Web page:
Human Hand Fossil Suggests Complex
Tool-Making Began Far Earlier Than Thought
By Charles Q. Choi
The Huffington Post
The discovery of a 1.4-million-year-old hand-bone fossil reveals that the modern human ability to make and use complex tools may have originated far earlier than scientists previously thought, researchers say.
A critical trait that distinguishes modern humans from all other species alive today is the ability to make complex tools. It's not just the extraordinarily powerful human brain, but also the human hand, that gives humans this unique ability. In contrast, apes — humans' closest living relatives — lack a powerful and precise enough grip to create and use complex tools effectively.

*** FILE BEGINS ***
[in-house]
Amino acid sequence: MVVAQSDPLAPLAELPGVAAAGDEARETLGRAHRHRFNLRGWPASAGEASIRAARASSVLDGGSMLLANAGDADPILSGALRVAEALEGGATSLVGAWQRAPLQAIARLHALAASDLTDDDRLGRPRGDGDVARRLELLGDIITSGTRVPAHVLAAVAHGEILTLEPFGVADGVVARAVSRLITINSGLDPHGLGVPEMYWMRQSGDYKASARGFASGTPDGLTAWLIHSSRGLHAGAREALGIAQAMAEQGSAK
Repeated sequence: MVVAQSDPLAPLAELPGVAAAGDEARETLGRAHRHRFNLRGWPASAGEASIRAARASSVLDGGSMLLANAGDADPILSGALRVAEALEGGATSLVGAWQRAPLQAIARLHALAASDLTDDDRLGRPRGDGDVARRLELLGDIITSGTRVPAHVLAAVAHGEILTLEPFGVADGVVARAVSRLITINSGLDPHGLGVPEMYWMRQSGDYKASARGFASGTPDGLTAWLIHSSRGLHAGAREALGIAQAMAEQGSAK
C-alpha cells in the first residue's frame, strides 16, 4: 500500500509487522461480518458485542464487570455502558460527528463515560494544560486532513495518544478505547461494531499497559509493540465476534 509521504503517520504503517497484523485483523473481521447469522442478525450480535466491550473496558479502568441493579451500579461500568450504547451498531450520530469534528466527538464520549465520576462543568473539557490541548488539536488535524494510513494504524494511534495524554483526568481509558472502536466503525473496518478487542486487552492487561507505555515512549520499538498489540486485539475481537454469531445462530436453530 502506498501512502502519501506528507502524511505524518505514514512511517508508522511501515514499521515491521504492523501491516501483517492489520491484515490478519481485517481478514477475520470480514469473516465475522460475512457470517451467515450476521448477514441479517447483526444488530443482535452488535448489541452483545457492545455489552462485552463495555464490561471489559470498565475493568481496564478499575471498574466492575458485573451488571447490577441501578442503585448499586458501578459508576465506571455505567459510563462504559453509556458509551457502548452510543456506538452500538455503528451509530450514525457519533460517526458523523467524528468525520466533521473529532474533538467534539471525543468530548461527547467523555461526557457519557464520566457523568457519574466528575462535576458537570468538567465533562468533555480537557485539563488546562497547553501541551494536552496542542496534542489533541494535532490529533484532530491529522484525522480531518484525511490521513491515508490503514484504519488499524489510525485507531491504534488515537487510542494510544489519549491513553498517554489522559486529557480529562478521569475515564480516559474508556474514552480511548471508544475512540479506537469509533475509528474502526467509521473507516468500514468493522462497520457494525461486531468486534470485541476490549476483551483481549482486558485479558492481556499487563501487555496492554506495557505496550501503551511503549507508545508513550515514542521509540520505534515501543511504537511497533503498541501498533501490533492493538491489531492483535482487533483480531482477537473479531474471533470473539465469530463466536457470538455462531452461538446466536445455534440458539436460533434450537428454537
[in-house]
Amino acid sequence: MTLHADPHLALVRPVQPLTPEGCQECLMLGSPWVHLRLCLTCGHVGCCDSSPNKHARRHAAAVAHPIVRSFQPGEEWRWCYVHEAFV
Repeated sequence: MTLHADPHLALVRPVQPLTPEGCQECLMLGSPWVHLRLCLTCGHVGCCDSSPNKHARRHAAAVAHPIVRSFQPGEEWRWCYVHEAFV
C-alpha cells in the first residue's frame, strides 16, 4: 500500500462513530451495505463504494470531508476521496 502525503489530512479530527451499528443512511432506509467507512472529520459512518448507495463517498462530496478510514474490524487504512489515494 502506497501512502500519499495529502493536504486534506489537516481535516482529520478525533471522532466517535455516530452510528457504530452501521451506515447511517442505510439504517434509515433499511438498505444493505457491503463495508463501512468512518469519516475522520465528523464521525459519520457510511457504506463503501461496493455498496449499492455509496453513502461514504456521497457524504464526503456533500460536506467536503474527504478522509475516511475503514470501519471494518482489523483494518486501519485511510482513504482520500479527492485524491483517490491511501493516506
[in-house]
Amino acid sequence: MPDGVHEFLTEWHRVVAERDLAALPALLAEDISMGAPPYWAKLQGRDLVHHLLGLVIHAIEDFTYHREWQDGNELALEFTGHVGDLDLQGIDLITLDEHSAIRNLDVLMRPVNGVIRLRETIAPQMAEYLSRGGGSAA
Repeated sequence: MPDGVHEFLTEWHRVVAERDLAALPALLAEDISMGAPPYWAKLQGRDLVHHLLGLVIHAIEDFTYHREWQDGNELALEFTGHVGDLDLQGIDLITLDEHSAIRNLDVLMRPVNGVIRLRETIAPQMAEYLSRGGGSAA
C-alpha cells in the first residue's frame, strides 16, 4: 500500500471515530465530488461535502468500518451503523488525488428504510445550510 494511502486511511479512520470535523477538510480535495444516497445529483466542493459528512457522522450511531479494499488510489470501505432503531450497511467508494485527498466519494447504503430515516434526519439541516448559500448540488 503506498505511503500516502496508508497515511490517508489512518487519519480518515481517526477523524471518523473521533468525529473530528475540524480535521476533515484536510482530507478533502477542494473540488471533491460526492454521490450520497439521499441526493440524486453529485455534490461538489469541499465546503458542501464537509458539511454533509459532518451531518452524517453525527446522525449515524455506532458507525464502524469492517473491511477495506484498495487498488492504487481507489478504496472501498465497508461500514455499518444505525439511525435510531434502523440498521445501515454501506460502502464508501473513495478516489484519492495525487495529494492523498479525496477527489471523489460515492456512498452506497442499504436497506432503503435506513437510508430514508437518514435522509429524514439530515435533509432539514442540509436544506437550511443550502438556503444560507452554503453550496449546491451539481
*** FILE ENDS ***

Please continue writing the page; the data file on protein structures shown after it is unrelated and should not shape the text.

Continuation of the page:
A key anatomical feature of the modern human hand is the third metacarpal, a bone in the palm that connects the middle finger to the wrist.
"There's a little projection of bone in the third metacarpal known as a "styloid process" that we need for tools," said study lead author Carol Ward, an anatomist and paleoanthropologist at the University of Missouri."This tiny bit of bone in the palm of the hand helps the metacarpal lock into the wrist, helping the thumb and fingers apply greater amounts of pressure to the wrist and palm. It's part of a whole complex of features that allows us the dexterity and strength to make and use complex tools." . . .
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